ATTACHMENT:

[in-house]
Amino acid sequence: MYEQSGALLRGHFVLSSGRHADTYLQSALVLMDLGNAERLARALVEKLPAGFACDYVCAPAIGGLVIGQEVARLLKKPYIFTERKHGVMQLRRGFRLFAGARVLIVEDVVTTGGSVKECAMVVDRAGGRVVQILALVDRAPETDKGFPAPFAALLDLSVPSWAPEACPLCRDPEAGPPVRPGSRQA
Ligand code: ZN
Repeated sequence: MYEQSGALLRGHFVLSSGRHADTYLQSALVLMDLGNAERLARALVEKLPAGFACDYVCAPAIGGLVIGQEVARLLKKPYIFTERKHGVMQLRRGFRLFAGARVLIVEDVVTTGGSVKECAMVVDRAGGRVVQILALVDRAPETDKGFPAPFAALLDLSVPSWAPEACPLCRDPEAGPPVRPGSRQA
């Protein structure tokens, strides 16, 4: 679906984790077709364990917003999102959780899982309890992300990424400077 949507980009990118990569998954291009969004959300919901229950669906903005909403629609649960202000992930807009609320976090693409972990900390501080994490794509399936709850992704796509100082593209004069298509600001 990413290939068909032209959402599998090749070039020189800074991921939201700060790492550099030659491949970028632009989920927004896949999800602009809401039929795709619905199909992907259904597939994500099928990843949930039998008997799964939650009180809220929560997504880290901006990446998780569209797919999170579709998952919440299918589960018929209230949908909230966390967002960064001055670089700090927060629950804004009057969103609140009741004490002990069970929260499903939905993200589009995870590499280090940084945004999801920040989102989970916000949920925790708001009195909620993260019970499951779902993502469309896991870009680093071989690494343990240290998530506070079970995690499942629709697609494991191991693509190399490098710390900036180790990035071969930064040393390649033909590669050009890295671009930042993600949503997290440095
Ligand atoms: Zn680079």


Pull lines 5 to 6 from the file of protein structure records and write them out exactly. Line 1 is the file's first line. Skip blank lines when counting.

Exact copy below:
């Protein structure tokens, strides 16, 4: 679906984790077709364990917003999102959780899982309890992300990424400077 949507980009990118990569998954291009969004959300919901229950669906903005909403629609649960202000992930807009609320976090693409972990900390501080994490794509399936709850992704796509100082593209004069298509600001 990413290939068909032209959402599998090749070039020189800074991921939201700060790492550099030659491949970028632009989920927004896949999800602009809401039929795709619905199909992907259904597939994500099928990843949930039998008997799964939650009180809220929560997504880290901006990446998780569209797919999170579709998952919440299918589960018929209230949908909230966390967002960064001055670089700090927060629950804004009057969103609140009741004490002990069970929260499903939905993200589009995870590499280090940084945004999801920040989102989970916000949920925790708001009195909620993260019970499951779902993502469309896991870009680093071989690494343990240290998530506070079970995690499942629709697609494991191991693509190399490098710390900036180790990035071969930064040393390649033909590669050009890295671009930042993600949503997290440095
Ligand atoms: Zn680079």